Monday, September 28, 2009
District 9; science-fiction drama, South Africa / New Zealand / USA, 2009; D: Neill Blomkamp, S: Sharlto Copley, Jason Cope, Nathalie Boltt, Vanessa Haywood, David James
One day, a refugee alien spaceship starts hovering over Johannesburg. After months of status quo, people cut a hole inside and find over one million arthropod like aliens stranded there who are transferred to Earth, getting their nickname "Prawns". But due to intolerance, the government puts them in an isolated slum. The MNU organization plans to re-locate them away from Johannesburg, in a camp, but one of their eviction superiors, the clumsy Wikus, gets infected by one of their liquids and slowly starts transforming into a "Prawn" himself. Still half-human, he makes friends with a "Prawn", Christopher, and helps him get enough fuel to escape back to the ship and send help. He himself becomes a "Prawn".
30 million $ was a modest investment into South African cinema, but sufficient for the debut director Neill Blomkamp to craft a spectacular cult science-fiction film, "District 9", that juggles ambitiously with themes of xenophobia, intolerance and specism (as opposed to racism). The first half isn't especially good, but the second one therefor is. At the beginning the director very skillfully conjured up the feeling of a 'mockumentary', incredibly easy "sliding in" the middle of the story from the first scene where Wikus looks into the camera in his office and introduces himself. One of the most refreshing aspects of Wikus is that he is a completely untypical hero - with that moustache, way of talking and clumsy outbursts, he acts sometimes almost as Inspector Clouseau, like in the scene where he wants to "show off" in front of the cameras by bossing around, so he tells one soldier that he "took too much ammunition with him", which of course causes an angry backlash from the Colonel - but the director too often encroached for cheap solutions and 'crude' ideas, which is why at the beginning too much time is wasted on Wikus throwing up and losing his fingernails when he slowly transforms into a "Prawn" or the the way Nigerians in the occult rituals eat the hands of aliens to gain their power, which is misguided.
Luckily, the second half is much better, balanced and poignant because its more oriented towards drama, and much less towards horror, when it nicely portrays how the hero throws away xenophobia and starts understanding the other species - by which the film advocates that life is life, no matter in what form or shape, and as such it's precious. Wikus' friendship and bondage with alien Christopher is the best part of "District 9": such an emotionally strident charge was created that the viewers will actually cheer and cry for the alien Christopher, up to the nail-biting, intensive (action) finale where it's never quite clear if the two human-alien protagonists will make it or not. Some of the action scenes towards the end are virtuoso directed, which is why they compensate for the illogical situations (for instance, since the humans want to get rid of the aliens so badly, why are they trying to stop them from enabling their spaceship again? And since the spaceship has the power to hover above Johannesburg for over 20 years, how come it doesn't have enough power to simply send a signal to their species for help?). All in all, a qualitative film, even though the screenplay could have been writen with more sophistication.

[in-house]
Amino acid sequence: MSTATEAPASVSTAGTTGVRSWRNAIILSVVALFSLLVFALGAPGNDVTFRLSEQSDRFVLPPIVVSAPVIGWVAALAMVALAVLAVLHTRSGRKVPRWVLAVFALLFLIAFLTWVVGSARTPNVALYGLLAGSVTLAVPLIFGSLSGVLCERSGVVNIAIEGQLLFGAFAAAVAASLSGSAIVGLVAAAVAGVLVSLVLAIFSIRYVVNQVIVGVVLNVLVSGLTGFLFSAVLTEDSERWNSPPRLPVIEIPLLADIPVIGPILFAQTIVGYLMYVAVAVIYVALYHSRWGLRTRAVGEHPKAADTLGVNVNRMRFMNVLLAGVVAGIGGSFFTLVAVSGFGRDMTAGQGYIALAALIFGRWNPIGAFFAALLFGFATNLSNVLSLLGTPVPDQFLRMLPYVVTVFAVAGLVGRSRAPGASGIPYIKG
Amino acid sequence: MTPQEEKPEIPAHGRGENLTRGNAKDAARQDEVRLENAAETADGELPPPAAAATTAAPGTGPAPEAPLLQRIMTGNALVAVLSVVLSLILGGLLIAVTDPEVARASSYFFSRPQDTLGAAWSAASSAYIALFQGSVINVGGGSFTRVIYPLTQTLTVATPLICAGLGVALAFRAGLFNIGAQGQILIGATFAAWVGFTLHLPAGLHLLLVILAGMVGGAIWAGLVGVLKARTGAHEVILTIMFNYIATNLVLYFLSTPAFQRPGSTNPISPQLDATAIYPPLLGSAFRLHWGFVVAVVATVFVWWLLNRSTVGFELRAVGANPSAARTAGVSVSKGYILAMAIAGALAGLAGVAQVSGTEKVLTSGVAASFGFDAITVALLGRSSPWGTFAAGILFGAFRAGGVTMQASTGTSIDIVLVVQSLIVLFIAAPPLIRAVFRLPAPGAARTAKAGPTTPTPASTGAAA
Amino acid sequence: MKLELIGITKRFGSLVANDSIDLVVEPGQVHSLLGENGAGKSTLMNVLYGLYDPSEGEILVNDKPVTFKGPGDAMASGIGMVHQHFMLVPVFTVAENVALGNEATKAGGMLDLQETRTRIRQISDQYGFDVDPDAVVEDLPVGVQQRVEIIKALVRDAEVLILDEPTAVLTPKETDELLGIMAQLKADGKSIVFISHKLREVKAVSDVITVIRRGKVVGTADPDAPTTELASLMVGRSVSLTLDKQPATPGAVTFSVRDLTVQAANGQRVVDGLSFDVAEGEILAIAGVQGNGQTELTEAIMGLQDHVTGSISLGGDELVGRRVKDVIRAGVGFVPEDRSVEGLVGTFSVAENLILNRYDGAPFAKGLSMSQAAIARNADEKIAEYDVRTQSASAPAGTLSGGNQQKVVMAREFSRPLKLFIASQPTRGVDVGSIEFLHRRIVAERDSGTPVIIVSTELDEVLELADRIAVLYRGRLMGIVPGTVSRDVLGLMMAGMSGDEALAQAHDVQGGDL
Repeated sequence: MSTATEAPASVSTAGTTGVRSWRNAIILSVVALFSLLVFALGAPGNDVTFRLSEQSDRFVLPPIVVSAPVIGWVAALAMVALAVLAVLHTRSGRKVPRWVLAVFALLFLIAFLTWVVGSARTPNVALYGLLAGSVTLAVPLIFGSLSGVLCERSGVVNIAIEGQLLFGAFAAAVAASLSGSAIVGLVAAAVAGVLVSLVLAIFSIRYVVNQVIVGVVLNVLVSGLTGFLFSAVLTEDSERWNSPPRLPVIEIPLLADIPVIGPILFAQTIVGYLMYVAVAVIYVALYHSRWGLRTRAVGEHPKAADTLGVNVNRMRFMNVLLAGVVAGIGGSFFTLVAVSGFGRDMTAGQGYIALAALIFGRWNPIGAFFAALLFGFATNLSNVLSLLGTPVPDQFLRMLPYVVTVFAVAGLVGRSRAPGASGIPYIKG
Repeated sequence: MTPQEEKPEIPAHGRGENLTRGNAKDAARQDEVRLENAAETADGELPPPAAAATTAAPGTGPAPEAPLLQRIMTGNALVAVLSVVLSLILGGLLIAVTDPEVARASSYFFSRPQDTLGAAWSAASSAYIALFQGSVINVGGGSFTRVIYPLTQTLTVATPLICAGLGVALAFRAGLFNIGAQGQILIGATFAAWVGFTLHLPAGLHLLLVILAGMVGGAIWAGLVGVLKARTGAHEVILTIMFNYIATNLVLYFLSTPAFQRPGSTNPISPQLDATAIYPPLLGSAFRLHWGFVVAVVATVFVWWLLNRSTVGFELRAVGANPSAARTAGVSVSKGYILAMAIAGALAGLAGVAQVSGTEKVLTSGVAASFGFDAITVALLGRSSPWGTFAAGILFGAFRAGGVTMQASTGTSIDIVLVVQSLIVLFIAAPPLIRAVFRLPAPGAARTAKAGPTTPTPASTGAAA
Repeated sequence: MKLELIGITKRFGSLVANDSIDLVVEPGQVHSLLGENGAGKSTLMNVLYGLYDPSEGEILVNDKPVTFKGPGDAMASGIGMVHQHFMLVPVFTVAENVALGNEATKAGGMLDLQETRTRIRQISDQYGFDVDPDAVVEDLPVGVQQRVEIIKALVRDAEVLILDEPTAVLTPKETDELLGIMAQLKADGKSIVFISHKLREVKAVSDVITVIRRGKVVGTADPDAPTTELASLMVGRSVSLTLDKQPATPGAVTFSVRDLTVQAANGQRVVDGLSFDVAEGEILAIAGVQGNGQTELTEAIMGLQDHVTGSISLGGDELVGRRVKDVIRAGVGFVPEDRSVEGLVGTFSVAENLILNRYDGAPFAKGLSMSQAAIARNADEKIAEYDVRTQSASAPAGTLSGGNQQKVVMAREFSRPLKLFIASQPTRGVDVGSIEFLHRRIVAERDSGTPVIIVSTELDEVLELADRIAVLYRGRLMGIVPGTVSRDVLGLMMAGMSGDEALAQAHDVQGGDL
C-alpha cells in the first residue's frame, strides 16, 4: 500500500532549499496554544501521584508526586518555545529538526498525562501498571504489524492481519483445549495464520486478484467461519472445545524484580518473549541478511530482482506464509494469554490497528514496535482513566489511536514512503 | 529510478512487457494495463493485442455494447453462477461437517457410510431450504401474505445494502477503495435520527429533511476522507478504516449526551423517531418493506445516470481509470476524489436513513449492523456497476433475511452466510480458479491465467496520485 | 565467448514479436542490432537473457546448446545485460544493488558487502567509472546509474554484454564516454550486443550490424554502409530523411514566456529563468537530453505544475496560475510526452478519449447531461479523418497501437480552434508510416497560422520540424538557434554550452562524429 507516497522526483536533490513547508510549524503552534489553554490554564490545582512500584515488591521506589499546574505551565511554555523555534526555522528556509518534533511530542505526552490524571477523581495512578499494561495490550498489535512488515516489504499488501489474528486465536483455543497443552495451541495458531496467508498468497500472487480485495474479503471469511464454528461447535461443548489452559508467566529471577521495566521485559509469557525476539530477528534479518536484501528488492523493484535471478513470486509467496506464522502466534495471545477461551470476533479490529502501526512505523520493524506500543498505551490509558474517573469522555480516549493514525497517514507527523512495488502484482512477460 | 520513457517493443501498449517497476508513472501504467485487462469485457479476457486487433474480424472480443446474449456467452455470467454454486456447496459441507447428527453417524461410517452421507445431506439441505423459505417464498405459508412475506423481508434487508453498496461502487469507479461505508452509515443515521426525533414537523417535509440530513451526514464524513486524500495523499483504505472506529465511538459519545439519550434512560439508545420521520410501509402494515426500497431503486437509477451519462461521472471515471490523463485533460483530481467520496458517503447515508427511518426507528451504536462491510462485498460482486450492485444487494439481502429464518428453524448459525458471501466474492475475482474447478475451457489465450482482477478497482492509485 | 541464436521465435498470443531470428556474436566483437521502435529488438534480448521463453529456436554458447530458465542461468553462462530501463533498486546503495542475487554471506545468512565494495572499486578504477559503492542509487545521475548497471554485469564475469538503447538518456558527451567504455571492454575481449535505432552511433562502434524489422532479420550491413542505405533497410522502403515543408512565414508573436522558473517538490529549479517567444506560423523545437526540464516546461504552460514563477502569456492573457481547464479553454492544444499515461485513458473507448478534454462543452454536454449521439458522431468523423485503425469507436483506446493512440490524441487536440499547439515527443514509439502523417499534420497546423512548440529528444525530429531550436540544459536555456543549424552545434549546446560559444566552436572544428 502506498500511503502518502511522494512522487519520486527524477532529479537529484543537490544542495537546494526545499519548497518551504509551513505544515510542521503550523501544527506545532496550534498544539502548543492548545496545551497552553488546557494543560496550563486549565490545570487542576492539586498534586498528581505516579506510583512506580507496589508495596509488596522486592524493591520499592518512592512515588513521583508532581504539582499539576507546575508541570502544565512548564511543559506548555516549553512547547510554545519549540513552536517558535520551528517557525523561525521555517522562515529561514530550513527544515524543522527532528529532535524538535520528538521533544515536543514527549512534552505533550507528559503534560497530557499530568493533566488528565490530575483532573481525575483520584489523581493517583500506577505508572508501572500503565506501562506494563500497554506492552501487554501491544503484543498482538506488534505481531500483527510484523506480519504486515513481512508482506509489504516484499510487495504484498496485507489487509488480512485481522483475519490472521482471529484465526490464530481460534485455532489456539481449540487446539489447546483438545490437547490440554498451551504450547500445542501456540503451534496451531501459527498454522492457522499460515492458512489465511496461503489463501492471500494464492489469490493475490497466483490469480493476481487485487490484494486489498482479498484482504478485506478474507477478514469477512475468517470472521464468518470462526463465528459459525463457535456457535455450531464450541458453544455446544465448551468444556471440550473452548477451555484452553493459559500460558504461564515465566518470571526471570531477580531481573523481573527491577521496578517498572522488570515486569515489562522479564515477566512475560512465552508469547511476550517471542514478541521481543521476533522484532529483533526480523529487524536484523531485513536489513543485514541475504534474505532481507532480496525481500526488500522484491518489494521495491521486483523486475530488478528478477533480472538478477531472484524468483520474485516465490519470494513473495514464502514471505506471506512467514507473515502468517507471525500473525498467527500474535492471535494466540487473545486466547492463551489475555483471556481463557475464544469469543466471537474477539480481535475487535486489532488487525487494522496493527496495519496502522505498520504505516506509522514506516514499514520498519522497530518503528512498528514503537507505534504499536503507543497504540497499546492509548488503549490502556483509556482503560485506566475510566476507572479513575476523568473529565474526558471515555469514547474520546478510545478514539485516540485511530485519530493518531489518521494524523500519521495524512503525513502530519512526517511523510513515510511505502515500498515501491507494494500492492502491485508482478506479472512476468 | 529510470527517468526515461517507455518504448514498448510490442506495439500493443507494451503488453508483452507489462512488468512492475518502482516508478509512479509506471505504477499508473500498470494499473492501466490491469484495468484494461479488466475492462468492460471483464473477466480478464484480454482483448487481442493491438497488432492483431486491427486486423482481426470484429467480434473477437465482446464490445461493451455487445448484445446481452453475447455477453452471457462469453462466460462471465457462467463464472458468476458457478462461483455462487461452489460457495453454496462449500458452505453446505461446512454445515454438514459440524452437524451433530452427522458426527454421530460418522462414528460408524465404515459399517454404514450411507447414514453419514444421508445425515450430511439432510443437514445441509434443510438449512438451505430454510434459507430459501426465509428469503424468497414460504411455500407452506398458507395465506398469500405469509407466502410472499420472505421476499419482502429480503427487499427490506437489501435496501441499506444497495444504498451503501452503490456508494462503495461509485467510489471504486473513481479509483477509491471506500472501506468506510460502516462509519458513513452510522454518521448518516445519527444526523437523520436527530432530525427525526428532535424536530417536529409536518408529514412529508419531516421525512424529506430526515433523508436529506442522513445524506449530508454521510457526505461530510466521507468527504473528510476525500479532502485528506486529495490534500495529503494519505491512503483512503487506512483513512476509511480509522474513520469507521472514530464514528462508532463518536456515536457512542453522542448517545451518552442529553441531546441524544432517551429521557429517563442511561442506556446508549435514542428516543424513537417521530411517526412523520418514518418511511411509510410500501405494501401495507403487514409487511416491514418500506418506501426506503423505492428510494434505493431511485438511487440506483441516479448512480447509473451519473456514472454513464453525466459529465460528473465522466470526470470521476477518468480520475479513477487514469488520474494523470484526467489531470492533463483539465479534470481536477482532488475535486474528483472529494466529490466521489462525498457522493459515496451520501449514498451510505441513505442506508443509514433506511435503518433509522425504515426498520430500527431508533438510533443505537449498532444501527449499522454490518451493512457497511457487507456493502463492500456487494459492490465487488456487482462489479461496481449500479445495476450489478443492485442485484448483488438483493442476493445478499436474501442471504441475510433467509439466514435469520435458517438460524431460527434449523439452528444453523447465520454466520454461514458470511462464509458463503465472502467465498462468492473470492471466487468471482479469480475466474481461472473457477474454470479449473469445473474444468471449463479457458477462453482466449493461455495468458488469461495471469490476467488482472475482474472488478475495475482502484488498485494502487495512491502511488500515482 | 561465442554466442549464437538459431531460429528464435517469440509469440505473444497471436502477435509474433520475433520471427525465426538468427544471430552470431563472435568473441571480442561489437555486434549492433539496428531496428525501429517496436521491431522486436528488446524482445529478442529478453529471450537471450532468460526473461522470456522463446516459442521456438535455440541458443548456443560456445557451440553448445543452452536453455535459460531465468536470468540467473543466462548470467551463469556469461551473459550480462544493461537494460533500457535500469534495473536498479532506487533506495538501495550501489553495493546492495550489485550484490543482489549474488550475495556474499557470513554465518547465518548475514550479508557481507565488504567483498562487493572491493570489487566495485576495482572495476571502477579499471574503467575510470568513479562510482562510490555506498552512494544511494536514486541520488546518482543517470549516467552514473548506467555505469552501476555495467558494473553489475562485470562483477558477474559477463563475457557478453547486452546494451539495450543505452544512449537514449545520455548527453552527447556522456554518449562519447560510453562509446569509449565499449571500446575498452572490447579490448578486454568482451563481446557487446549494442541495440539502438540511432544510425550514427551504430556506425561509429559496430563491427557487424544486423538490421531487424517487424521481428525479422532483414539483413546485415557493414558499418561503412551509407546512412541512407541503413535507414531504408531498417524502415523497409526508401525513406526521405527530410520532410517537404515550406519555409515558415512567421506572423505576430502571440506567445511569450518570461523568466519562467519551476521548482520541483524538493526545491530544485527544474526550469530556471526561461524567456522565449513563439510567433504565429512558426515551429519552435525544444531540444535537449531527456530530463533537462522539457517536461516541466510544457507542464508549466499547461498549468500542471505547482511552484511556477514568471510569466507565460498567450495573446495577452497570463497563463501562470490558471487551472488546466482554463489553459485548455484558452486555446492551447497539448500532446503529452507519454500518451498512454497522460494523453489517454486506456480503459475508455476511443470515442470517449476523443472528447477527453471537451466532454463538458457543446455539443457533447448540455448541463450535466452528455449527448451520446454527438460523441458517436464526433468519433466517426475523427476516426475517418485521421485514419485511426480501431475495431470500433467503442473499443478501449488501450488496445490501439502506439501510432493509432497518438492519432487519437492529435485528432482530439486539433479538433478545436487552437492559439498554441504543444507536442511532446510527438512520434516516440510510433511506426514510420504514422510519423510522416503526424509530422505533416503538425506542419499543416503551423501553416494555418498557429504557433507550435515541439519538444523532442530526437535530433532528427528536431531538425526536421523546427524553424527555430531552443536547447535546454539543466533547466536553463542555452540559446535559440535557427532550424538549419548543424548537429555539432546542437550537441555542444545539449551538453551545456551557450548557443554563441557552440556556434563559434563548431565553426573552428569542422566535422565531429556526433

Sunday, September 27, 2009
Sneakers; thriller / comedy, USA, 1992; D: Phil Alden Robinson, S: Robert Redford, Sidney Poitier, Dan Aykroyd, Ben Kingsley, David Strathairn, River Phoenix, Mary McDonnell, Stephen Tobolowsky
"Sneakers" are an organization of numerous hackers and computer specialists - 'Mother', Carl, Donald, Erwin - who test the security networks of banks to check if they have any weak spots. Their leader is Martin who has a dark secret - in '69, he hacked the US government computers to steal the money from Richard Nixon. He escaped, but his friend Cosmo was arrested. Now free, Cosmo presses Martin to find a special machine that can universally decipher any code. But, using a lot of tricks, Martin and his crew trick him, return the machine and gain immunity from the NSA.
The unusual film by Phil Alden Robinson, "Sneakers", is constructed as a stylish-moody coper thriller with an equally good function of a light dose of comedy, and which starts with a long take where it shows a television set that runs the dark past of the hero Martin, only for the camera to move away and then move on elegantly to him in the present (where he is played by Robert Redford). Throughly interesting and 'smooth', the film still reduced its grade due to cold approach and too long story: even the remaining final third of the film is engaging, but with a lesser intensity. The stand-out thing in the film, beside very competent direction, is the especially funny performance by Dan Aykroyd who plays 'Mother', a technical expert who is also, by the way, "burried" by conspiracy theories, which results in some deliciously comical lines, like "OK, boss, this LTX-71 concealable mike is part of the same system that NASA used when they faked the Apollo Moon landings. They had the astronauts broadcast around the world from a sound stage at Norton Air Force Base in San Bernadino, California. So it worked for them, shouldn't give us too many problems" or "We'll get 20 years on the electric chair, that's what!"
Digimon: The Movie; Animated fantasy, Japan, 2000; D: Mamoru Hosoda, Miroru Hosoda, Shigeyasu Yamauchi, S: Joshua Seth, Lara Jill Miller, Doug Erholtz